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This site is operated by a business or businesses owned by Informa PLC and all copyright resides with them. Informa PLC's registered office is 5 Howick Place, London SW1P 1WG. Registered in England and Wales. Number 8860726.
Around September time last year, I signed up to Game Makers Yorkshire and found that there was an event last November. I'd just started working full time on Narcissus and I saw this as an opportunity to make a good impression. I'd managed to get the game working on tablet which I thought to be throroughly exciting, but realised from attending previous events that showing a game this way was commonplace.
To add to this, there were two areas of games development are seeing a large increase in games produced:
I've got mixed opinions on this as someone who develops a lot of games in both these areas: At one end of the spectrum I genuinely believe that playing games in the same space as others is a huge part of gaming for me (in fact it's the only time I really play games now). But at the other end I can see it as a ruse to avoid the complicated and costly avenues of networking or complex AI. Then there's also the overuse of pixel art instead of other artistic mediums, which after working on CHIGUN I'm currently striving to venture away from.
The question I had in mind was if I was to indulge in the above for Narcissus; how to stand out in these rapidly saturating areas.
From the beginning, Narcissus has always been about getting people to play games in the same environment through gameplay mechanics. I wanted to present it in a way that complimented this social play.
Noseying through the forums on TIGSource, [I came across a game called NAVE. Not only did the game have a ship with a staggering number of upgrades with fantastic in game visual feedback that got my Raiden nostalgia a-tingling, but also they'd built their own huge arcade cabinet for playing the game on.
I immediately started work on an arcade machine for Narcissus. Rather than following their route for an Mame cabinet, my favourite unit had always been the cocktail table which made use of the social environment that board games have used for centuries (face to face gameplay).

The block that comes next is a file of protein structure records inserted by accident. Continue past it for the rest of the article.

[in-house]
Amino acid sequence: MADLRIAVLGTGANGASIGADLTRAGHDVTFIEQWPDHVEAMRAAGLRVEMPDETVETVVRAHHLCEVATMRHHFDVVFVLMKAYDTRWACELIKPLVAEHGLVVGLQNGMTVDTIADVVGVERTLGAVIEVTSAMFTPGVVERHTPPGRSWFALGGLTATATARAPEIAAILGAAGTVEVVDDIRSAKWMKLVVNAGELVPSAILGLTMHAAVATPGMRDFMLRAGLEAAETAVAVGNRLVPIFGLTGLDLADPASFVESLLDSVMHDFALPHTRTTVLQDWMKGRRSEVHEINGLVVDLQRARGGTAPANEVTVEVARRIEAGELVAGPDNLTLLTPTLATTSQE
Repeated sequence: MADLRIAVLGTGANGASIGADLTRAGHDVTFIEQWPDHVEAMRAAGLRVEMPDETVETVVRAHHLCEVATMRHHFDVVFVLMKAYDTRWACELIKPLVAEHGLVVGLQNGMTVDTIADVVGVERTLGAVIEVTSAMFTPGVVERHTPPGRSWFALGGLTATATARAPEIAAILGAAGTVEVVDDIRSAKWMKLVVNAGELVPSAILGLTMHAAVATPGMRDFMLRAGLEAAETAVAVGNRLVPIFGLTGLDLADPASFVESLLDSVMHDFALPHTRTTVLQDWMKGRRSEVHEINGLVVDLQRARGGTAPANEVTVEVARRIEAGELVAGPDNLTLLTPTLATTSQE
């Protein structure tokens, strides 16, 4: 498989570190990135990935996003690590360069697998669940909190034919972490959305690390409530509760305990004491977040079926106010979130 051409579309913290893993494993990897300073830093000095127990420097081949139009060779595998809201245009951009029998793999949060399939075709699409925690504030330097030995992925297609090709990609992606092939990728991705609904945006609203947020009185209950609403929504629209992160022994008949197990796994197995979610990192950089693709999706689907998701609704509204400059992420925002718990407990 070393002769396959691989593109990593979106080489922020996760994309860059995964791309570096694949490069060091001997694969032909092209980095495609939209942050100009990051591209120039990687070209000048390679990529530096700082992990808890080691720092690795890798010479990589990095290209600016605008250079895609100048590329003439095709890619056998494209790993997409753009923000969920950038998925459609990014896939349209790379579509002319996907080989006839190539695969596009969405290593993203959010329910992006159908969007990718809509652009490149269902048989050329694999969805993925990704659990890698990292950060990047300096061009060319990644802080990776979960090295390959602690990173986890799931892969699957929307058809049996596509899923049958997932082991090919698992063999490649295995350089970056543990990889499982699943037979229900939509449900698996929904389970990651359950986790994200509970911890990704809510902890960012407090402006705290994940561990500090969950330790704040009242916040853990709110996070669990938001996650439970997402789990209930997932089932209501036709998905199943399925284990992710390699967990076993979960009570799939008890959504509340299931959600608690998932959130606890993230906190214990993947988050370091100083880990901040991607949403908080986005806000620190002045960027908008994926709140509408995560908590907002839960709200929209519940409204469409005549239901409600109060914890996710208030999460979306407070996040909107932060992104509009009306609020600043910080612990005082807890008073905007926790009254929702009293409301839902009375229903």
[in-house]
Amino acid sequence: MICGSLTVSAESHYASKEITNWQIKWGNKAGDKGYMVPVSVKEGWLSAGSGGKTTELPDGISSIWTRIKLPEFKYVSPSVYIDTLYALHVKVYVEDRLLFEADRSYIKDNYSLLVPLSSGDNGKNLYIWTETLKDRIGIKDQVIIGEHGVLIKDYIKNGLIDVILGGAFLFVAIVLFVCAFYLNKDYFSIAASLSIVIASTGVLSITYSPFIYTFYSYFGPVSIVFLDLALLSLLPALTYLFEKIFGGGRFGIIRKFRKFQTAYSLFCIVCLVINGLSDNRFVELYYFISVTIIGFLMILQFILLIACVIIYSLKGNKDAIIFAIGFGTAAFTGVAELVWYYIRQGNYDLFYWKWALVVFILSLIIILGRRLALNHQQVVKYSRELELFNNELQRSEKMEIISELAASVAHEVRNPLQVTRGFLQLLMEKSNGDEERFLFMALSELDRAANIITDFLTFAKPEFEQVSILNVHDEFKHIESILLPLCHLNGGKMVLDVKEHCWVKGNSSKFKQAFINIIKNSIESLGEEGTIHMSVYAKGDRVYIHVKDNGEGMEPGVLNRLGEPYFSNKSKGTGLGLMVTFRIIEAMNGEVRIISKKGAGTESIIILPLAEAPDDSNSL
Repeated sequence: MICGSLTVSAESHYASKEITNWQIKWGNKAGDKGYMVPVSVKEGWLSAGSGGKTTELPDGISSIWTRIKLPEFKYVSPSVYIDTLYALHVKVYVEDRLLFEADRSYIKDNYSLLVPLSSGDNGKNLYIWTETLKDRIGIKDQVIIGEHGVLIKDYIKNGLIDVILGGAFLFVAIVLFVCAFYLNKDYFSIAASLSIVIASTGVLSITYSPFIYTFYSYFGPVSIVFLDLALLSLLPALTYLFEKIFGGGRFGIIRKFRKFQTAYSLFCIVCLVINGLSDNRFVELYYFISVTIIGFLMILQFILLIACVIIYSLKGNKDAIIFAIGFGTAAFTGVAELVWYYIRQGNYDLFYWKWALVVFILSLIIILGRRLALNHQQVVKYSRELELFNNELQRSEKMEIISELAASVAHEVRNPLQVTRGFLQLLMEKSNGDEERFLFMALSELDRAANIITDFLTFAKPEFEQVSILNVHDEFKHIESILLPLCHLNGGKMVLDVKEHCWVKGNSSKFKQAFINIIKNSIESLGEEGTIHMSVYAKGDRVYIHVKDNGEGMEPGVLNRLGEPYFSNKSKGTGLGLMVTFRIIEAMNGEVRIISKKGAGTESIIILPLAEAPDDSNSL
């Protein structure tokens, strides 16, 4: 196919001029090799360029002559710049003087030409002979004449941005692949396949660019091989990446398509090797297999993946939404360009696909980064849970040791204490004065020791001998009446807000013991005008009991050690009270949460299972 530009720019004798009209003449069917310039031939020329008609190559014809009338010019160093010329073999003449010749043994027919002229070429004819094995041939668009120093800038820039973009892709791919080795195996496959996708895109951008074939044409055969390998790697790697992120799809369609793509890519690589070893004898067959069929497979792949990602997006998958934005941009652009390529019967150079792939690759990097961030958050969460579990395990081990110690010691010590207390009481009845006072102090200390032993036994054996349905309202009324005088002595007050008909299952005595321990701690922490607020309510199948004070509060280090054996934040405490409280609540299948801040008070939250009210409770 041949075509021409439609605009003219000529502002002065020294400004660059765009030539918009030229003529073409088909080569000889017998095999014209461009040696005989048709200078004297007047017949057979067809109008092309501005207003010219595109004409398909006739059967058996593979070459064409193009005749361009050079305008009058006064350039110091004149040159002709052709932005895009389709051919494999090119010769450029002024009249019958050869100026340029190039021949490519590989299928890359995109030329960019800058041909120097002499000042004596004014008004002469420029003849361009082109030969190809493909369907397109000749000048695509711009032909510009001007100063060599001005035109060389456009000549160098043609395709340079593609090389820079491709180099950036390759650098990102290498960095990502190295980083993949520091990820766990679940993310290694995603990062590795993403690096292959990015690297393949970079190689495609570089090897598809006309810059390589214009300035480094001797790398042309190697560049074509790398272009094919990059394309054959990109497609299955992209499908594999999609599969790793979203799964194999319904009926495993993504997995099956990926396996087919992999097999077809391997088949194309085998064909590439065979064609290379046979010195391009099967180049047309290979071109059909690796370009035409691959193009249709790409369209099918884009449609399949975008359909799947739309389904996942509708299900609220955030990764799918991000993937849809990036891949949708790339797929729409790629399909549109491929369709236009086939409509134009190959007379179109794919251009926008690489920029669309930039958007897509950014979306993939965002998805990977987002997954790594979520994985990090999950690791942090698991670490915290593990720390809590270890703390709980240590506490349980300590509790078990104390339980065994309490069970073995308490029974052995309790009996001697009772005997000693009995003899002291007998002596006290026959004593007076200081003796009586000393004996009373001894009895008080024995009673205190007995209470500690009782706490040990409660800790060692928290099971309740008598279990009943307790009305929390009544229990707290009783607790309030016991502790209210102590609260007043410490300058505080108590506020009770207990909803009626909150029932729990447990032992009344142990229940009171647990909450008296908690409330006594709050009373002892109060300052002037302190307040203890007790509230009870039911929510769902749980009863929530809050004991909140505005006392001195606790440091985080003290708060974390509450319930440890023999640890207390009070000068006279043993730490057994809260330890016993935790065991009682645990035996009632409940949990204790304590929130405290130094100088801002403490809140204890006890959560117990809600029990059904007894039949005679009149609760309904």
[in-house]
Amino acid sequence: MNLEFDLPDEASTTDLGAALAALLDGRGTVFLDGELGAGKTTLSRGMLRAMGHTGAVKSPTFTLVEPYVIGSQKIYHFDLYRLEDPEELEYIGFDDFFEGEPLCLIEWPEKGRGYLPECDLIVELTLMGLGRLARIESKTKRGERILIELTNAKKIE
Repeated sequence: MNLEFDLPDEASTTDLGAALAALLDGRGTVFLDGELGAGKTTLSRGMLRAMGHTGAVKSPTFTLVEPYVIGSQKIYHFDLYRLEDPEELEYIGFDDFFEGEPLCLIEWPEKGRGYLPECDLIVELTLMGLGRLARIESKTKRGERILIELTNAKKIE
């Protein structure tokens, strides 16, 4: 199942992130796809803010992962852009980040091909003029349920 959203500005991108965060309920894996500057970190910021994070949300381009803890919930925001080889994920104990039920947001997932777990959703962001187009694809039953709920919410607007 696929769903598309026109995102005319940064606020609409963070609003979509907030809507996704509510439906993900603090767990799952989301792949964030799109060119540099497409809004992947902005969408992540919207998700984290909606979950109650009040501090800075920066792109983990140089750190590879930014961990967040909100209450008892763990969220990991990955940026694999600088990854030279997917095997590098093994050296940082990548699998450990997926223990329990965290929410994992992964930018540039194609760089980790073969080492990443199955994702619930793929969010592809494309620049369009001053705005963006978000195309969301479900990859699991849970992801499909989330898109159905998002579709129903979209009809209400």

Using this design adressed the following:
1. Justified the low resolution graphics through theming.
2. The across the table view meant players were in constant social engagement with one another.
3. Created a platform that displayed the game to the audience watching.
Now all I had to do was build it.
Me and dad always made projects when we were younger (e.g. go karts, catapults, treehouses), but it had been a good while since we'd done anything new. I came to him with a bunch of scribbles and he sent me away again and told me to actually get some measurements.
If the box was too heavy, it would greatly restrict what and where I could take the machine to. The greatest saver of weight for the box was the electronics (e.g. barely any). I measured the specs of my first gen iPad and lasercut several sheets of perspex so it'd fit snugly in place. This gave the illusion that there was some greater workings beneath where actually it was a hollow wooden box.
I designed the box to halve in size by building a shelf on the inside to stop the box from sliding out when transporting it and to boost it to the height of a stand at the event.
With the iPad on display, there was a definite risk of things getting stolen. To prevent this, the iPad can't be lifted out (due to the tight fitting on the lasercut top surface). Great right? Except when something goes wrong/you need to charge it back up and it's stuck. So there was a handle that could be added through the side that pushed the iPad out (through a hole underneath).
To accompany the machine, I had several stacks of lasercut coins that I gave to people upon beating a certain number of levels as a prize.
Whilst it was a nightmare to get to that first event (carrying one half of it in one hand whilst dragging the rest in a suitcase), the box went down a storm. Because of the manoeuvrability of the machine (and no need of power), I was able place it right next to the bar. For the 4 hours I was there, Narcissus was swamped.